ACM News

What You Need to Know About the Ombudsperson Act

Posted on September 19, 2016

On January 1, 2017, the Condominium and Common Interest Community Ombudsperson Act will go into effect. This act allows the Ombudsperson, who is appointed by the state, to handle owner complaints after the owner has followed the complaint procedure within their own Association and receives a final adverse decision by the Board. In order for a unit owner to make a complaint, they must meet various qualifications including that they not owe any funds to the association unless those funds are central to the dispute. The dispute must have occurred within the past two calendar years, being another qualification.

By January 1, 2019 associations must adopt a written policy for resolving complaints made by unit owners. The policy must include the following:

  • Sample form upon which owners can make complaints
  • Description of the process by which complaints are to be delivered to the association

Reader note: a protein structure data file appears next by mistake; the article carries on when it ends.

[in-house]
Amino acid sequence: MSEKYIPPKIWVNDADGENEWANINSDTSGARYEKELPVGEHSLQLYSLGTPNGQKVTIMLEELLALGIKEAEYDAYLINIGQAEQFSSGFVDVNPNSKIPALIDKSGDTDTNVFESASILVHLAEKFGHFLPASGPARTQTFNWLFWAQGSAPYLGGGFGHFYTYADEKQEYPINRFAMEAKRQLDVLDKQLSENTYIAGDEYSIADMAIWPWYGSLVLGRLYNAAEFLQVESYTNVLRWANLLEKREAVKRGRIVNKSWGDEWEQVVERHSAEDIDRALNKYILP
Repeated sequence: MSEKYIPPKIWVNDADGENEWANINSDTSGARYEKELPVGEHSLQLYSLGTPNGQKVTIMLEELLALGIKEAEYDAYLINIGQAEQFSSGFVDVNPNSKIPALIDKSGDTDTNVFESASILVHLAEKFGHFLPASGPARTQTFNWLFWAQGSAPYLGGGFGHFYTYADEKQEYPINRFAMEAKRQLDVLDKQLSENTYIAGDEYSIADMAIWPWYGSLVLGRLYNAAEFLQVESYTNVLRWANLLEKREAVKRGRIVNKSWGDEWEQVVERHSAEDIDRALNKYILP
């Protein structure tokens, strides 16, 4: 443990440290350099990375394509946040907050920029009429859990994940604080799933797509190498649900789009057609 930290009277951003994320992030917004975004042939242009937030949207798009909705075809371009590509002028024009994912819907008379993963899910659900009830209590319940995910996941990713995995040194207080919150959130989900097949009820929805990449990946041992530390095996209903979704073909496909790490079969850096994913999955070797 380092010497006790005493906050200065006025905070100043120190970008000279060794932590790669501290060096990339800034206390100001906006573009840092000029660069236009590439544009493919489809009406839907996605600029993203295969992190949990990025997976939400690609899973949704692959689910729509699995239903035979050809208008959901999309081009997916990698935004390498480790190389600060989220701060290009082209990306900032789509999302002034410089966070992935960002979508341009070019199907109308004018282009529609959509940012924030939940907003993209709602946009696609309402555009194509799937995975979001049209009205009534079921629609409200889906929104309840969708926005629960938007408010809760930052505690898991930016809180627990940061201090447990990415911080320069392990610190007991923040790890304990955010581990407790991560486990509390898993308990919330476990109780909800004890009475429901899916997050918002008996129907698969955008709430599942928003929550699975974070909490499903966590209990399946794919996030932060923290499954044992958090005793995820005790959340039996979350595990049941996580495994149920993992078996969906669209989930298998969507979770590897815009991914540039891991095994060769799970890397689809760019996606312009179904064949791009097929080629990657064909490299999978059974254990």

• Association’s timeline and manner of making final determinations in response to a unit owner’s complaints
  • Requirement that the final determination made by the association response to a unit owner’s complaint be in writing, within 180 days after the unit owner’s original complaint, and marked clearly and conspicuously as “final”

The Ombudsperson may not accept requests for resolution of disputes with community association managers, or of disputes for which there is a pending complaint in any court or administrative tribunal.

Every association is required to register with the Department of Financial and Professional Regulation. A registration is effective for two years, and the initial registration for an association existing on January 1, 2017, is due within one year, or at such later time as the department has adopted rules and forms for registration.

Complaints can’t be filed by unit owners until July 1, 2020, and the law will be automatically repealed July 1, 2022. That said, unit owners and associations will need to be aware of this limited life legislation and its effect on their community.

It is recommended that you reach out to your legal counsel for more information on this Act and to prepare policies for board review/approval. Under some of the attorney retainer programs, this expense is covered.





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